In managing sports turf it seems to be that we either have too much water around in which case we need to undertake drainage, or too little, in which case we need to irrigate. The two are interdependent on one another and can no longer be treated as separate entities.
It’s unwise to compromise in the design of irrigation and drainage schemes to save a little money initially. You should be looking upon both as major capital investments, which can earn a good return over a number of years. Time and time again one sees serious shortcomings in practice as a result of compromises made at the installation stage.
Consider the situation of excess soil water on your fields. Modern drainage systems can move up to one inch of rain in one hour. Main drains are usually sited off the main playing area and the lateral drains are spaced at 5, 7 or 10 yard intervals depending on the design criteria. The high-speed wheel trenching machines cut with precision, conveying the excavated soil into trailers running alongside leaving a clean surface finish.
Superimposed over these piped drains there needs to be a secondary drainage system to speed the passage of water to the pipes. Two alternatives have been used in Europe: the Shelton Gravel Band Drainage and Shelton System 25. Both install gravel bands 1 inch wide and down to a maximum depth of 13 inches, and 16 inches respectively, spaced at 16-32 inches apart.
Gravel band drainage is a trenchless system. The operation has to be carried out when soil is moist and this prevents summer work unless irrigation is available. Disruption is minimal and the area can be brought back into play immediately. Because of the close spacing of the bands soil shrinkage is less of a problem and significant settlement in the bands rarely occurs.
The Shelton System 25 is designed to dig trenches with minimum disturbance to the playing surface. To this end it has a conveyor carrying the excavated soil to a trailer running alongside. Simultaneously, a vibrating hopper on the rear of the machine places a permeable fill in the trench in a one-pass operation.
Often in the past the drainage water was allowed to go to waste, which can be a case of money down the drain when one realizes that 1 inch of rain falling upon an acre is in excess of 22,000 gallons. Today the scheme designer should be planning for its storage in order that it can be used for irrigation in drier times. Run-off from paved areas and buildings can be considerable, and where possible, should be conserved also. However rain water from car parking areas may be polluted and need treatment before being used for irrigation purposes.
Increasingly reclaimed water is being used for irrigation. It is essential to get such water analysed on a number of occasions and over a period of time before making a decision as to whether it is safe to use.
Reclaimed water from sewage treatment plants serving mainly residential areas may be treated at the plant to remove high levels of phosphates. However, from our experience, lapses can occur and irrigated sportsturf can soon be receiving more phosphates than is good for the plants.
One needs to take great care in using reclaimed water from industrial areas for one hitch at the treatment beds can do untold damage on the sports field.
Reed beds for foul-water treatment are increasing in popularity for some domestic and semi-domestic situations. Reports suggest these work extremely well but it would be wise to get analytical reports before proceeding.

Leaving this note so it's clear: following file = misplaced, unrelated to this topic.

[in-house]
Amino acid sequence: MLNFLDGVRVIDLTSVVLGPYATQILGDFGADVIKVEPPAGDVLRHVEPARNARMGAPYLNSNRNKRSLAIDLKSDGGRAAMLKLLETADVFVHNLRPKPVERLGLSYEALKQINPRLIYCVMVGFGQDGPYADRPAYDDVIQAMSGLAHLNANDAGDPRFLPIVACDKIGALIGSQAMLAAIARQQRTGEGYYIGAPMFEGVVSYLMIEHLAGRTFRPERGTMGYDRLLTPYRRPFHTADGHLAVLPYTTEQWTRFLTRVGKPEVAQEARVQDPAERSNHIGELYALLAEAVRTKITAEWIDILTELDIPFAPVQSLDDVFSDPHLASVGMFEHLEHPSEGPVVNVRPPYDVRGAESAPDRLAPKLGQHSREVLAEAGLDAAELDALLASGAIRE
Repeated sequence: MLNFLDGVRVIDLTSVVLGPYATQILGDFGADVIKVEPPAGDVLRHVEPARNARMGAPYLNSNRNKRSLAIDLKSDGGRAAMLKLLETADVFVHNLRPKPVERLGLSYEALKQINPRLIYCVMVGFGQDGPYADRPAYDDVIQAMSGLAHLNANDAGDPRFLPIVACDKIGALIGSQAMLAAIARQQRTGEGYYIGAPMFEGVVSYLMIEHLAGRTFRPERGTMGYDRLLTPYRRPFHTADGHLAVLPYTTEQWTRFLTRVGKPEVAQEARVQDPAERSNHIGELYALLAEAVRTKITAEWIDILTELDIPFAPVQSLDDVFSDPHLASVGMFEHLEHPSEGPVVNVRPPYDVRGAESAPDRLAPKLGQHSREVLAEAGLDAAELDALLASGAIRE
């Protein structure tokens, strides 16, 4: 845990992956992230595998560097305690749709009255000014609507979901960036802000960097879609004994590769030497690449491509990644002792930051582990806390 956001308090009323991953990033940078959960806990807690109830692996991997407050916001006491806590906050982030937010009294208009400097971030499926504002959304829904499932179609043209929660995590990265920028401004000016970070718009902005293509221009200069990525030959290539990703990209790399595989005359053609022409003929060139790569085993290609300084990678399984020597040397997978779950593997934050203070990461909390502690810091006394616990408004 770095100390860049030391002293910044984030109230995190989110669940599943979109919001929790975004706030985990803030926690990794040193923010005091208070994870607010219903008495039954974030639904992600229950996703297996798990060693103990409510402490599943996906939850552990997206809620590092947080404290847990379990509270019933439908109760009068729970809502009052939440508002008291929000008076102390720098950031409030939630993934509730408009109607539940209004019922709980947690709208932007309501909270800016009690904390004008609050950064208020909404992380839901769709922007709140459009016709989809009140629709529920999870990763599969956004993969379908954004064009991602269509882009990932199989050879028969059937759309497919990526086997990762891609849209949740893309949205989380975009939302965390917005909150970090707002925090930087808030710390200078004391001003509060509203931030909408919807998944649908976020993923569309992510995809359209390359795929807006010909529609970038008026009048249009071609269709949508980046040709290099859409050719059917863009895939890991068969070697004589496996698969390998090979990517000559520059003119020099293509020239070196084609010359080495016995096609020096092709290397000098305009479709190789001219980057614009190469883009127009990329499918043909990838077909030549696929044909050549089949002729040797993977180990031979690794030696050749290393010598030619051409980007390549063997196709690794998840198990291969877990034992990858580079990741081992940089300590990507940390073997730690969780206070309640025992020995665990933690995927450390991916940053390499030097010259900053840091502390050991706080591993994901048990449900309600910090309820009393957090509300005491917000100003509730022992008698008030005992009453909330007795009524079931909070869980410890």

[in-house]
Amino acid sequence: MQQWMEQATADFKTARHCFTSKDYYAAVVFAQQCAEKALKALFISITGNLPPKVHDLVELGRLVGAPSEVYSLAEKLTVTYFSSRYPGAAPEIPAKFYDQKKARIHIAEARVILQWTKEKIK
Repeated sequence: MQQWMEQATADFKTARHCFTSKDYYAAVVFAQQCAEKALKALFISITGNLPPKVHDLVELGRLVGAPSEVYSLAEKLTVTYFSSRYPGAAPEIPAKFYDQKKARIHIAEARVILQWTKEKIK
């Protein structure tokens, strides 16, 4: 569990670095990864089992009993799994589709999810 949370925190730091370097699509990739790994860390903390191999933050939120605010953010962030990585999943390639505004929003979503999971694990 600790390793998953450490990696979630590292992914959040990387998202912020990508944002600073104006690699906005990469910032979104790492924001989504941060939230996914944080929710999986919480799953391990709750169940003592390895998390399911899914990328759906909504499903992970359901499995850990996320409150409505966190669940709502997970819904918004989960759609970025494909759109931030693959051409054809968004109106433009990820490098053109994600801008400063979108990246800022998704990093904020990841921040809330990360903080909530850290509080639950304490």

For too long installers of land drainage and installers of irrigation have worked apart. As a result one sometimes blames the other when pipes and control cables are seriously damaged. The lack of joint planning leads to a chaotic network of underground services. Substantial sums of money could be saved initially and in the ongoing situation, with forethought and cooperation.
The use of a high speed wheel trencher for installing irrigation pipes up to four inch diameter minimally impacts established playing surfaces. It also can be easier to ensure that the design depth is achieved and the location of the pipes can be permanently marked by adding sand in the backfilling operation.
Whether to install irrigation pipes below the drainage pipes or vice-versa is a matter of personal preference for the pros and cons of each appear to balance out one another.
In other ways, too, drainage and irrigation of sports fields go hand in hand. The Shelton gravel-banding technique described above was developed as a drainage technique but it is also capable of dramatically saving irrigation water. In hot weather when irrigation is applied daily the top 3-4 inches of the soil absorbs this moisture and much is evaporated. The grass roots are mainly in this zone. If water is withheld the plant is quickly put under strain. With a gravel band drainage system in place the irrigation water passes through the gravel bands to lower depths often 10-12 inches.
Considerably less water is lost to evaporation. The pattern of applying irrigation water in these circumstances needs to be changed. Best results are obtained by two or three short periods of irrigation as opposed to one long one. If the land drains begin running then too much water has been applied. Gravel banding looks set to be equally important to the irrigator as it is to the drainer.
Turf managers everywhere are looking for cost savings. Architects, too, need to consider the on-going management and maintenance of new facilities once they are built. Closely integrating the drainage and irrigation aspects leads to greater efficiency and effectiveness.
David Shelton heads Shelton Sportsturf Drainage Solutions LLP in England, www.sheltonsdrainage.com.